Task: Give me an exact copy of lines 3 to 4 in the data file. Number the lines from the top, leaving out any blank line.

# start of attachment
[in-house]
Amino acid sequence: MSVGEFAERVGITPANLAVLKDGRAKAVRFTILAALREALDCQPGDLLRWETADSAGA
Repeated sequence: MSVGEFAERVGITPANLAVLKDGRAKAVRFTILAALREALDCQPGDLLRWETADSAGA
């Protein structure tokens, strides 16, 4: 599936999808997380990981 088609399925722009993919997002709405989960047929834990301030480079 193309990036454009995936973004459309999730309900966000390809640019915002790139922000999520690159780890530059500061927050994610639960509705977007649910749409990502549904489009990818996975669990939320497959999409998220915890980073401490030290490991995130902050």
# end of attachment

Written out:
Repeated sequence: MSVGEFAERVGITPANLAVLKDGRAKAVRFTILAALREALDCQPGDLLRWETADSAGA
């Protein structure tokens, strides 16, 4: 599936999808997380990981 088609399925722009993919997002709405989960047929834990301030480079 193309990036454009995936973004459309999730309900966000390809640019915002790139922000999520690159780890530059500061927050994610639960509705977007649910749409990502549904489009990818996975669990939320497959999409998220915890980073401490030290490991995130902050």